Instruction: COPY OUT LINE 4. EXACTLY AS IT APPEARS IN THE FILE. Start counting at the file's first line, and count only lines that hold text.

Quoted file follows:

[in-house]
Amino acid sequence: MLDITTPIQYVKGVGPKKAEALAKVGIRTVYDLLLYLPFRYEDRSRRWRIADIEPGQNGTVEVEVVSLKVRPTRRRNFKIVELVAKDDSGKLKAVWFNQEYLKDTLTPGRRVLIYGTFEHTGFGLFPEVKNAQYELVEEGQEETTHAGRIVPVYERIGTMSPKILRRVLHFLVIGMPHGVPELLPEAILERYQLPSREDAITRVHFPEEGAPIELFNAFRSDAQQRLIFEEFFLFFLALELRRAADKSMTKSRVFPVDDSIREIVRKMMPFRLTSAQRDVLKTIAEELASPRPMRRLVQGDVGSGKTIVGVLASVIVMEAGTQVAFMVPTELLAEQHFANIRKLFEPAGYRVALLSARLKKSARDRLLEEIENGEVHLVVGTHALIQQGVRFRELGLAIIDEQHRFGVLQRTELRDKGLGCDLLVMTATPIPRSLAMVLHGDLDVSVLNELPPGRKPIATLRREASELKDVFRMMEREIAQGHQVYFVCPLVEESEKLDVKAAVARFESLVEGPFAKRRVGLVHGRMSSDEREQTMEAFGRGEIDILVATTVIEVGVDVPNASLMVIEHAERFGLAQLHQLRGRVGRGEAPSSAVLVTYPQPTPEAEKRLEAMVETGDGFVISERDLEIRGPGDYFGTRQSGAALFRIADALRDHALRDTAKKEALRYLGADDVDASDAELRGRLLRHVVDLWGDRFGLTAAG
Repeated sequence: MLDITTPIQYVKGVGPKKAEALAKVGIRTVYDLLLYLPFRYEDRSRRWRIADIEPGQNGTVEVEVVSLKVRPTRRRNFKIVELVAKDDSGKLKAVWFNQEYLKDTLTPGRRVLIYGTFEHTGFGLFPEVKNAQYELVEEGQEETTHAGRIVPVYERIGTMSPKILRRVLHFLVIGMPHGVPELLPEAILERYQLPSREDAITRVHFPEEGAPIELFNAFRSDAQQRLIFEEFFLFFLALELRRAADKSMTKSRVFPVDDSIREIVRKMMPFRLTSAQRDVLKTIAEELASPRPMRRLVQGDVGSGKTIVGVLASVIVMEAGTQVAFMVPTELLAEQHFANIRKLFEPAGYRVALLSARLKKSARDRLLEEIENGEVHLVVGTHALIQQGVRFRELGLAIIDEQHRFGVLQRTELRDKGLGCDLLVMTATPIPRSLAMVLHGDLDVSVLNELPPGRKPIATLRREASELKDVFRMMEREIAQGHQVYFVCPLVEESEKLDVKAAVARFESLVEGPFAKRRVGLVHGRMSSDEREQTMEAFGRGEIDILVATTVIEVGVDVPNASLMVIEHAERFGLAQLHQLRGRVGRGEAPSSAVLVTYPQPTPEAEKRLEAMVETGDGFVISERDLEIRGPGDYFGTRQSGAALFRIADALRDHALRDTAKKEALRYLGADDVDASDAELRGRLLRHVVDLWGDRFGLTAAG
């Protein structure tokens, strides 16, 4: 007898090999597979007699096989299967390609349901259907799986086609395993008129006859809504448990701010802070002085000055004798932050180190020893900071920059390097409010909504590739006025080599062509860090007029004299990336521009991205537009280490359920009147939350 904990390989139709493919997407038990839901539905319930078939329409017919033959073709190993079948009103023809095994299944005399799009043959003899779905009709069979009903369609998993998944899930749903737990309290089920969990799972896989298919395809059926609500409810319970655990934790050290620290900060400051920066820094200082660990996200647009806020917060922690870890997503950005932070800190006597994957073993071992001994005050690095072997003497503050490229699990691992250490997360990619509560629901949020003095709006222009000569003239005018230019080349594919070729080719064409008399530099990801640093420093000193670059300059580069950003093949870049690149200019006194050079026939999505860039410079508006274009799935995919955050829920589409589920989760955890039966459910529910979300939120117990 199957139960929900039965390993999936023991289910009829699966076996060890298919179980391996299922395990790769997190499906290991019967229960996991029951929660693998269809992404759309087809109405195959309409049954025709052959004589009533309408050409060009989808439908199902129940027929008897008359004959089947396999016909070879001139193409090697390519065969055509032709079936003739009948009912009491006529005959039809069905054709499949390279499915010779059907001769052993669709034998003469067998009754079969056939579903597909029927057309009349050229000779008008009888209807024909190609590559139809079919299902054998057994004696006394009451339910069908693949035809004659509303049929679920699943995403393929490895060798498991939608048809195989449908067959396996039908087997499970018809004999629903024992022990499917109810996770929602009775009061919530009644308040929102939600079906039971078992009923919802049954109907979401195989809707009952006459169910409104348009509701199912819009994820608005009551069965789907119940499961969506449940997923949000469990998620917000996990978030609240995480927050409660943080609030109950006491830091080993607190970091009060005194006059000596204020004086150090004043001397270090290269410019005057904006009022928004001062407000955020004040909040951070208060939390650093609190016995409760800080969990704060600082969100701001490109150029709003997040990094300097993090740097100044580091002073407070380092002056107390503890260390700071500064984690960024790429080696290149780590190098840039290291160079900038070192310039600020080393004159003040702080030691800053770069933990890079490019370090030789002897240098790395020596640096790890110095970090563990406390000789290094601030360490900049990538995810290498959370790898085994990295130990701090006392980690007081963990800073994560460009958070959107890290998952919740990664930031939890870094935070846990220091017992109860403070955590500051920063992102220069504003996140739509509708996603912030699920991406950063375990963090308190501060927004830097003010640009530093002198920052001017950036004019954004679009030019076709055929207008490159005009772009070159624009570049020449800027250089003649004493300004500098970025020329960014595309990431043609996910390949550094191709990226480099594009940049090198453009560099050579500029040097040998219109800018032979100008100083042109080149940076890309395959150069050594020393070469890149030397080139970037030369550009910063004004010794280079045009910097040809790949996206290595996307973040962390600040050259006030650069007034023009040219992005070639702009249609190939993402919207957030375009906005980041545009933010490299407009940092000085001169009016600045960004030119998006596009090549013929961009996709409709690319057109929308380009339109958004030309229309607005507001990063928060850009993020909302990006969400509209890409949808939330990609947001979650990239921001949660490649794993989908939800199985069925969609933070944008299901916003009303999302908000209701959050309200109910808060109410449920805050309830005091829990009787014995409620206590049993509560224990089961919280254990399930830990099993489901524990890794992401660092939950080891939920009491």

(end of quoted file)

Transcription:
């Protein structure tokens, strides 16, 4: 007898090999597979007699096989299967390609349901259907799986086609395993008129006859809504448990701010802070002085000055004798932050180190020893900071920059390097409010909504590739006025080599062509860090007029004299990336521009991205537009280490359920009147939350 904990390989139709493919997407038990839901539905319930078939329409017919033959073709190993079948009103023809095994299944005399799009043959003899779905009709069979009903369609998993998944899930749903737990309290089920969990799972896989298919395809059926609500409810319970655990934790050290620290900060400051920066820094200082660990996200647009806020917060922690870890997503950005932070800190006597994957073993071992001994005050690095072997003497503050490229699990691992250490997360990619509560629901949020003095709006222009000569003239005018230019080349594919070729080719064409008399530099990801640093420093000193670059300059580069950003093949870049690149200019006194050079026939999505860039410079508006274009799935995919955050829920589409589920989760955890039966459910529910979300939120117990 199957139960929900039965390993999936023991289910009829699966076996060890298919179980391996299922395990790769997190499906290991019967229960996991029951929660693998269809992404759309087809109405195959309409049954025709052959004589009533309408050409060009989808439908199902129940027929008897008359004959089947396999016909070879001139193409090697390519065969055509032709079936003739009948009912009491006529005959039809069905054709499949390279499915010779059907001769052993669709034998003469067998009754079969056939579903597909029927057309009349050229000779008008009888209807024909190609590559139809079919299902054998057994004696006394009451339910069908693949035809004659509303049929679920699943995403393929490895060798498991939608048809195989449908067959396996039908087997499970018809004999629903024992022990499917109810996770929602009775009061919530009644308040929102939600079906039971078992009923919802049954109907979401195989809707009952006459169910409104348009509701199912819009994820608005009551069965789907119940499961969506449940997923949000469990998620917000996990978030609240995480927050409660943080609030109950006491830091080993607190970091009060005194006059000596204020004086150090004043001397270090290269410019005057904006009022928004001062407000955020004040909040951070208060939390650093609190016995409760800080969990704060600082969100701001490109150029709003997040990094300097993090740097100044580091002073407070380092002056107390503890260390700071500064984690960024790429080696290149780590190098840039290291160079900038070192310039600020080393004159003040702080030691800053770069933990890079490019370090030789002897240098790395020596640096790890110095970090563990406390000789290094601030360490900049990538995810290498959370790898085994990295130990701090006392980690007081963990800073994560460009958070959107890290998952919740990664930031939890870094935070846990220091017992109860403070955590500051920063992102220069504003996140739509509708996603912030699920991406950063375990963090308190501060927004830097003010640009530093002198920052001017950036004019954004679009030019076709055929207008490159005009772009070159624009570049020449800027250089003649004493300004500098970025020329960014595309990431043609996910390949550094191709990226480099594009940049090198453009560099050579500029040097040998219109800018032979100008100083042109080149940076890309395959150069050594020393070469890149030397080139970037030369550009910063004004010794280079045009910097040809790949996206290595996307973040962390600040050259006030650069007034023009040219992005070639702009249609190939993402919207957030375009906005980041545009933010490299407009940092000085001169009016600045960004030119998006596009090549013929961009996709409709690319057109929308380009339109958004030309229309607005507001990063928060850009993020909302990006969400509209890409949808939330990609947001979650990239921001949660490649794993989908939800199985069925969609933070944008299901916003009303999302908000209701959050309200109910808060109410449920805050309830005091829990009787014995409620206590049993509560224990089961919280254990399930830990099993489901524990890794992401660092939950080891939920009491």